Home > Our Expertise > Clinical research excellence > Women and children

Women and children

Manchester aims to be a leading centre in the UK, and internationally, for the promotion of the health and well-being of women and children. We focus on reproductive medicine, gynaecology, pregnancy, child health and genetic medicine to transform the diagnosis and management of both common and rare diseases.

The Women and Children Domain collaborates closely with The University of Manchester’s Evolution, systems and genomics and Cellular and developmental systems strategic research domains to ensure that scientific discoveries can be channelled towards clinical practice. These collaborations focus on the understanding of gene and genome function and the processes that are fundamental to our understanding of life, such as basic cell and developmental biology processes.

 

 

We deliver world-class medical services for women, babies and children

  • UK’s largest NHS-funded IVF service and related research programme – 1 in 6 couples in the UK experience fertility problems and seek specialist reproductive medicine services. St Mary’s established the first NHS-funded IVF service in the UK in 1983. Manchester is a major UK centre for fertility preservation for cancer patients, including sperm, oocyte and ovarian tissue cryopreservation. The reproductive medicine service hosts clinical trials in IVF treatments and research into early human embryo development, implantation and child growth. Our fertility preservation clinic stores tissue from men and women undergoing cancer treatments, including sperm (since 1977), ovarian tissue (since 1996) and oocytes (2010).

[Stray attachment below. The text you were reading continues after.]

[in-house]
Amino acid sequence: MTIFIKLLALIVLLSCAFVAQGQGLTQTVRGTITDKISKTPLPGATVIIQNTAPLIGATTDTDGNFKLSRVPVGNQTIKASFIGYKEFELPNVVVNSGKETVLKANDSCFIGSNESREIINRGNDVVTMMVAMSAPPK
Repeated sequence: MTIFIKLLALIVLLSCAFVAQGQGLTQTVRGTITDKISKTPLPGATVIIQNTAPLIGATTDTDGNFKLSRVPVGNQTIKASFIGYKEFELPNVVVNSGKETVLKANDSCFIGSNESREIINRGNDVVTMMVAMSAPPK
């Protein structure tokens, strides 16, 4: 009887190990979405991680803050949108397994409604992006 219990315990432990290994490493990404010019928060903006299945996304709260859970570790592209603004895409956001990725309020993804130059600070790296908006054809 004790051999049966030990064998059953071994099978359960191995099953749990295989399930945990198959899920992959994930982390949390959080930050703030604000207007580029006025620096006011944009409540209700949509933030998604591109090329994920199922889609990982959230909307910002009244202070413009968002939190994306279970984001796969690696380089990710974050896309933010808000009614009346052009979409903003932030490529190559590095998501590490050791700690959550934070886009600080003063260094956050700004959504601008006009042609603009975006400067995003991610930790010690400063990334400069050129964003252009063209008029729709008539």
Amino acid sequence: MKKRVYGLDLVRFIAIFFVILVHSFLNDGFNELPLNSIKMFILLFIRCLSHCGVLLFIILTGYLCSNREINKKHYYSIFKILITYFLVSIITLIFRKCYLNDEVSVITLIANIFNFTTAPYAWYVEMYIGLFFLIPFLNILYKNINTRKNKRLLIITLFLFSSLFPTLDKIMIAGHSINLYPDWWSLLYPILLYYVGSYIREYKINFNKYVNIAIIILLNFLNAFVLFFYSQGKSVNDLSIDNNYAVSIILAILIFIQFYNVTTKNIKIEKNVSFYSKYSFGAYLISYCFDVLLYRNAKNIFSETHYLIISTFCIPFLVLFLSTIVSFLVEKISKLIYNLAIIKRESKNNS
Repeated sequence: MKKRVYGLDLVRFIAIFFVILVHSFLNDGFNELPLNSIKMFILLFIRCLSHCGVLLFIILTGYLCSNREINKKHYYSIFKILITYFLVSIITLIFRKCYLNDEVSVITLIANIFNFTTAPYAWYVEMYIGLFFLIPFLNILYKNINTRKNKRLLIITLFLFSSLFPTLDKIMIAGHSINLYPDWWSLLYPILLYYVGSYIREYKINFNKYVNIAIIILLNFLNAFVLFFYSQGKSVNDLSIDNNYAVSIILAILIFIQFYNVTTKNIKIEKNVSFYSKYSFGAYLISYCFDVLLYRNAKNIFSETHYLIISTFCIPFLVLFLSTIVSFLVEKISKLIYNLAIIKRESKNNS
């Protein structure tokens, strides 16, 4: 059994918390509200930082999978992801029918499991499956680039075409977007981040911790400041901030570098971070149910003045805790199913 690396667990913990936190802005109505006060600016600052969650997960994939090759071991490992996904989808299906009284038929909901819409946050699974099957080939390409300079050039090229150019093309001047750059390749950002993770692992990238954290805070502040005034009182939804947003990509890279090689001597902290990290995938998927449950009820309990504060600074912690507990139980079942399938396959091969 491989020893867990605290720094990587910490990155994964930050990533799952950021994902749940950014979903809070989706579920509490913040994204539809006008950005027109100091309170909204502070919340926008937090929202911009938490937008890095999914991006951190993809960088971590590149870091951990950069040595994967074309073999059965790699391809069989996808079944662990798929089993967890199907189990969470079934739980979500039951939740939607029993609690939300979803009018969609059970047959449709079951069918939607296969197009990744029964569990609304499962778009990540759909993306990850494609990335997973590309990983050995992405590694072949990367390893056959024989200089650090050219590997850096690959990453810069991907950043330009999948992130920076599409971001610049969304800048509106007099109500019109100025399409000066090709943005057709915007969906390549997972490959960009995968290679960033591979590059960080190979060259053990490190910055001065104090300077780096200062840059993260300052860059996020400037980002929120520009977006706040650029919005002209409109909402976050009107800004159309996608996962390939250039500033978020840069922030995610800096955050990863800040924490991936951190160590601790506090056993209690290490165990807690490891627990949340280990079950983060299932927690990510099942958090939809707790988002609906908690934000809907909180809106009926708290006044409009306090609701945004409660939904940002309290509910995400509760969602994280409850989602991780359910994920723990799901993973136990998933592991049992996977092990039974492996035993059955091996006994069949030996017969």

• Gynaecology services. Our Gynaecology research portfolio is extensive and includes gynaecological cancer, fertility, early human development, pregnancy disorders and urogynaecology.
  • Full maternity care for women. Manchester is home to the Maternal and Fetal Health Research Centre, the largest pregnancy research group in Europe. NHS and university clinical staff and researchers work together on our innovative and successful clinical research clinics that improve fertility and pregnancy outcomes and maternity care. The Manchester Antenatal Vascular Clinic helps women who have a high risk of hypertension in pregnancy by providing additional monitoring, scans & support. The Rainbow Clinic helps women and their families who have experienced the death of a baby in a previous pregnancy. These, and our other clinical research clinics, are unique to Manchester.
  • Comprehensive specialist paediatric services including paediatric ophthalmology, burns and plastics, dental and CAMHS services.Based on our specialist expertise in managing rare diseases, we have strong representation in the European Reference Networks.
  • We are the North West’s major centre for Genetic Medicine. Rare diseases are those that affect fewer than 1 in 2,000 people. In the UK, 1 in 17 people are affected by a rare disease. The majority of such diseases are inherited. The Manchester Centre for Genomic Medicine has a stellar research programme defining the causes of many rare diseases, using new genetic technologies including next generation sequencing and developing treatment strategies based on this new information.

Objectives

Achievements

Manchester is playing a leading role in the 100,000 Genomes project. This exciting national project is expected to revolutionise the future of healthcare by exploring complete sets of people’s genes. The project will map the complete genetic codes of 100,000 people.

Related content

Singing in the City for NHS 70

By Natalie Balmain in Events, News on Jun 13, 2018
On Sunday 8 July The Whitworth at The University of Manchester will be filled with…
Read more

British Cardiovascular Society Hackathon

By Lucy Williams in News on Jun 13, 2018
The first British Cardiovascular Society’s Hackathon took place on 5-6 June at their Annual Conference…
Read more

Spotlight on the AHSN Network’s collective impact and future plans

By Lucy Williams in News on Jun 13, 2018
A new guide to the AHSN Network is published today (Wednesday 13 June), detailing the…
Read more